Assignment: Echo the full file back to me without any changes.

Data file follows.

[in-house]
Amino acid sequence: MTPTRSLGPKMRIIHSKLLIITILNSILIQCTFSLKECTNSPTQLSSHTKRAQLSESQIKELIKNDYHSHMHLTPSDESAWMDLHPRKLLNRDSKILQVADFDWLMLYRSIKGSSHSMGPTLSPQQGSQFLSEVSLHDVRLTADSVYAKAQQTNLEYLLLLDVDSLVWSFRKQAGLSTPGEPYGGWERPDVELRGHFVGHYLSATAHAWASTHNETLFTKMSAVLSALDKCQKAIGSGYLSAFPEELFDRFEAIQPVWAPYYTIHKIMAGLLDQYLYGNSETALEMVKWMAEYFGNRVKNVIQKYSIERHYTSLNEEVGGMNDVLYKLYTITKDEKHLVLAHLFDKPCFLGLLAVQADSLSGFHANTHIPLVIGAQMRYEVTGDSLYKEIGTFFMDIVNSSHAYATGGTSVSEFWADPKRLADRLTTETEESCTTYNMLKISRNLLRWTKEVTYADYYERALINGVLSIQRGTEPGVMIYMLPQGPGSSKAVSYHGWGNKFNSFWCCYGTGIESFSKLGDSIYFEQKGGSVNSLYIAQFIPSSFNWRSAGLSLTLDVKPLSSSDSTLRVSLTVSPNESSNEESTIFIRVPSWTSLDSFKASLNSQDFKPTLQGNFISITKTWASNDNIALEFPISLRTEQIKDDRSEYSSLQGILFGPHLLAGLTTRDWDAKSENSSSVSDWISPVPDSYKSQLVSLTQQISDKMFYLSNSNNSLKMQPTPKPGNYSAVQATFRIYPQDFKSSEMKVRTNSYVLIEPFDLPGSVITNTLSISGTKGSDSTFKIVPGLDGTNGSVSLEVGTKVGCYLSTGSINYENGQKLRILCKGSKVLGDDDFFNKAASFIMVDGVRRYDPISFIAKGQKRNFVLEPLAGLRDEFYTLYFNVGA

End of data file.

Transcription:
[in-house]
Amino acid sequence: MTPTRSLGPKMRIIHSKLLIITILNSILIQCTFSLKECTNSPTQLSSHTKRAQLSESQIKELIKNDYHSHMHLTPSDESAWMDLHPRKLLNRDSKILQVADFDWLMLYRSIKGSSHSMGPTLSPQQGSQFLSEVSLHDVRLTADSVYAKAQQTNLEYLLLLDVDSLVWSFRKQAGLSTPGEPYGGWERPDVELRGHFVGHYLSATAHAWASTHNETLFTKMSAVLSALDKCQKAIGSGYLSAFPEELFDRFEAIQPVWAPYYTIHKIMAGLLDQYLYGNSETALEMVKWMAEYFGNRVKNVIQKYSIERHYTSLNEEVGGMNDVLYKLYTITKDEKHLVLAHLFDKPCFLGLLAVQADSLSGFHANTHIPLVIGAQMRYEVTGDSLYKEIGTFFMDIVNSSHAYATGGTSVSEFWADPKRLADRLTTETEESCTTYNMLKISRNLLRWTKEVTYADYYERALINGVLSIQRGTEPGVMIYMLPQGPGSSKAVSYHGWGNKFNSFWCCYGTGIESFSKLGDSIYFEQKGGSVNSLYIAQFIPSSFNWRSAGLSLTLDVKPLSSSDSTLRVSLTVSPNESSNEESTIFIRVPSWTSLDSFKASLNSQDFKPTLQGNFISITKTWASNDNIALEFPISLRTEQIKDDRSEYSSLQGILFGPHLLAGLTTRDWDAKSENSSSVSDWISPVPDSYKSQLVSLTQQISDKMFYLSNSNNSLKMQPTPKPGNYSAVQATFRIYPQDFKSSEMKVRTNSYVLIEPFDLPGSVITNTLSISGTKGSDSTFKIVPGLDGTNGSVSLEVGTKVGCYLSTGSINYENGQKLRILCKGSKVLGDDDFFNKAASFIMVDGVRRYDPISFIAKGQKRNFVLEPLAGLRDEFYTLYFNVGA